1 Corinthians 7:14–17
14 For the unbelieving husband is sanctified by the wife, and the unbelieving wife is sanctified by the husband; otherwise your children would be unclean, but now they are holy.
15 But if the unbeliever departs, let him depart; a brother or a sister is not under bondage in such cases. But God has called us to peace.
16 For how do you know, O wife, whether you will save your husband? Or how do you know, O husband, whether you will save your wife?
17 But as God has distributed to each one, as the Lord has called each one, so let him walk. And so I ordain in all the churches.
The word sanctified does not always have to mean saved. We need to be careful of reading into a passage, or making a passage say what we want it to say. For example, Paul uses the same word, sanctified, ἀνασῴζω hagiazo, in 1 Timothy 4:4-5, and in that context, he discusses eating meat.
A person is not saved merely by association with his or her spouse. Salvation is by grace through faith in Jesus Christ (Ephesians 2:8-9). So what does Paul mean? The passage at hand is a difficult one and deserves more study.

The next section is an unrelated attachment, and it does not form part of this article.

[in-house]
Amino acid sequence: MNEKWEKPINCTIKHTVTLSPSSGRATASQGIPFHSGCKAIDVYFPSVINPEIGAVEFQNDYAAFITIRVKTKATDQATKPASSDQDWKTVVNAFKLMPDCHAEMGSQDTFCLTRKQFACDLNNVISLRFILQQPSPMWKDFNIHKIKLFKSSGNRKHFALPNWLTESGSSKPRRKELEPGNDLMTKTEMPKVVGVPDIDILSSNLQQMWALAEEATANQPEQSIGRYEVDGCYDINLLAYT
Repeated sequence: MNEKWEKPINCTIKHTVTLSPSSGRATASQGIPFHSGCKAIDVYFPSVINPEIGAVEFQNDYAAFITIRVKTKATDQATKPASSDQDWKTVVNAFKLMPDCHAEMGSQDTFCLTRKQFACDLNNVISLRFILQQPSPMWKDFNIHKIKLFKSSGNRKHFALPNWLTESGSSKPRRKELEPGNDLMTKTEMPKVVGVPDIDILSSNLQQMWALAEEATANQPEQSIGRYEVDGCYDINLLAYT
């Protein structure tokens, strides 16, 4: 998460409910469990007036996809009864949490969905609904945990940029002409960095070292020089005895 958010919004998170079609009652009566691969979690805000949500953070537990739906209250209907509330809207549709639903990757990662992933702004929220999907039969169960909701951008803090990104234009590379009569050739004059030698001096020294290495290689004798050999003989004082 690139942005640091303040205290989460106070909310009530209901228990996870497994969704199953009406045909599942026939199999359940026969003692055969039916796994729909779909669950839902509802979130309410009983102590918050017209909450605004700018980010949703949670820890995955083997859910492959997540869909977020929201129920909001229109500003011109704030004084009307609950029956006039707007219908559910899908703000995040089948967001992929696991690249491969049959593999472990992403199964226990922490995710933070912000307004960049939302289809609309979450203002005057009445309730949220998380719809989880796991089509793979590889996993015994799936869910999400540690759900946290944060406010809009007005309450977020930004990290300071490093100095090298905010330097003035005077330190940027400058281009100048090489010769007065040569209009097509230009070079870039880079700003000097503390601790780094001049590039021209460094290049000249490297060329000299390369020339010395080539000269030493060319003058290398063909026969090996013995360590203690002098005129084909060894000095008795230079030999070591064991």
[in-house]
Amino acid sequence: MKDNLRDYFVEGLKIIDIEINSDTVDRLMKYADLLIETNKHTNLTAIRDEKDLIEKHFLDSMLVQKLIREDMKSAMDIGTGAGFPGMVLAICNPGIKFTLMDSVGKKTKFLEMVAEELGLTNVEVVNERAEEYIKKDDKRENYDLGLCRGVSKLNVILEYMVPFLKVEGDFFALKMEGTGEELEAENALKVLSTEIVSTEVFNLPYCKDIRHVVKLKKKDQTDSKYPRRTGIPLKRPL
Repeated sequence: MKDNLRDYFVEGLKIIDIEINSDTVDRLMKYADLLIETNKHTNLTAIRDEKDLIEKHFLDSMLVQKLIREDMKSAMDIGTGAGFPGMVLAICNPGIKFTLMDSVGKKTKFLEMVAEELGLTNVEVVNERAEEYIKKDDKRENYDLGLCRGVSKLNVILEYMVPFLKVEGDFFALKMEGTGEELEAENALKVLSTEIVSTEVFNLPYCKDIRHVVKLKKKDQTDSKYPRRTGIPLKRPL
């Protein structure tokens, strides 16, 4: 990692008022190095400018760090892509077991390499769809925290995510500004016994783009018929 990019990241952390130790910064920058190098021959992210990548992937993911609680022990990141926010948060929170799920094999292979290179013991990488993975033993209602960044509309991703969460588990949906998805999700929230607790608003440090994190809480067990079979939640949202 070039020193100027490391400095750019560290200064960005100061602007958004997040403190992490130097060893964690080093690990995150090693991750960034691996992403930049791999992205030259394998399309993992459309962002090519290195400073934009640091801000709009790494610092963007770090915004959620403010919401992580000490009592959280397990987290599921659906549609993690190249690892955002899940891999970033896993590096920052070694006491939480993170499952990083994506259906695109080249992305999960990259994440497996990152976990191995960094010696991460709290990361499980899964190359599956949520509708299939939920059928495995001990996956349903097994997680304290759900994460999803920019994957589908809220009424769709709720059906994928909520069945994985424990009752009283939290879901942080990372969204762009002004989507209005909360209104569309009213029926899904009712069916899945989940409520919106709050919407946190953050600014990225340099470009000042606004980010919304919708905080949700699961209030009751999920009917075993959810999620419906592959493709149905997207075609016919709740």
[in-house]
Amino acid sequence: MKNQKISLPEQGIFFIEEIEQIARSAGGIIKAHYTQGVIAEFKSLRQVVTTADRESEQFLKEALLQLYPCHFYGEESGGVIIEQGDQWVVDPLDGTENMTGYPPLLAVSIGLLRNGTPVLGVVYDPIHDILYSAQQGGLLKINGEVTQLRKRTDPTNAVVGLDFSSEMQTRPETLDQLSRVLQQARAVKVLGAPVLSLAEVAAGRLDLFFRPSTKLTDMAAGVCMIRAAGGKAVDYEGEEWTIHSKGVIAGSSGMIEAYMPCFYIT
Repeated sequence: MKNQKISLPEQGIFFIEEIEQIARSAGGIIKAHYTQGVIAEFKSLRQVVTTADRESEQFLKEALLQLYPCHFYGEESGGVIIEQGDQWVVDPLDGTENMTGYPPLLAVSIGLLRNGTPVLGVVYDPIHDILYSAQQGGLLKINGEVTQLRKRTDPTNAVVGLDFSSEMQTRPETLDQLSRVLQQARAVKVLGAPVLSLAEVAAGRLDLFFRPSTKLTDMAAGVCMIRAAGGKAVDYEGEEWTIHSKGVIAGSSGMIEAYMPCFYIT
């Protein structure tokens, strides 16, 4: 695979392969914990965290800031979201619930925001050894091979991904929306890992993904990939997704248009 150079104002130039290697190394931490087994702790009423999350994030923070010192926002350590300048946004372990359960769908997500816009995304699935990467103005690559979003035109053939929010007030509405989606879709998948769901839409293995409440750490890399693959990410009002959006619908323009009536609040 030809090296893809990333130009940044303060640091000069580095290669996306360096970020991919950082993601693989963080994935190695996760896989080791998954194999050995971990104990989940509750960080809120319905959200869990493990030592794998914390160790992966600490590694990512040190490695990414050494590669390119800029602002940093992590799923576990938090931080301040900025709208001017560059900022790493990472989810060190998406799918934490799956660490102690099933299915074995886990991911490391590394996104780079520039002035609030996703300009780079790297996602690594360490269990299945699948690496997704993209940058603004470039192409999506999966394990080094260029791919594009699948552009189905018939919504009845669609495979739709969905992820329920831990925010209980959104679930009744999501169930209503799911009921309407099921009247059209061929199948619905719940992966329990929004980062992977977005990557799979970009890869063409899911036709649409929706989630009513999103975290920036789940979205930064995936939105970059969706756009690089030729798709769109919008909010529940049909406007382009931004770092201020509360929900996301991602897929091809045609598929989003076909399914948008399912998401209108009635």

Since he is speaking to a Jewish audience, is he referring to some Jewish tradition? One clue that validates this proposition is his mention of children unclean, but now they are holy. That is a wholly Jewish statement; Gentiles would not have an issue with anything clean or unclean.
Even the word save (sozo) does not have to mean salvation as we understand it. The Greek word σῴζω sozo, for example can mean to be made whole. It can also mean to save one from suffering.
Is Paul saying in verse 17, while it may not be perfect, be satisfied with your current marital state?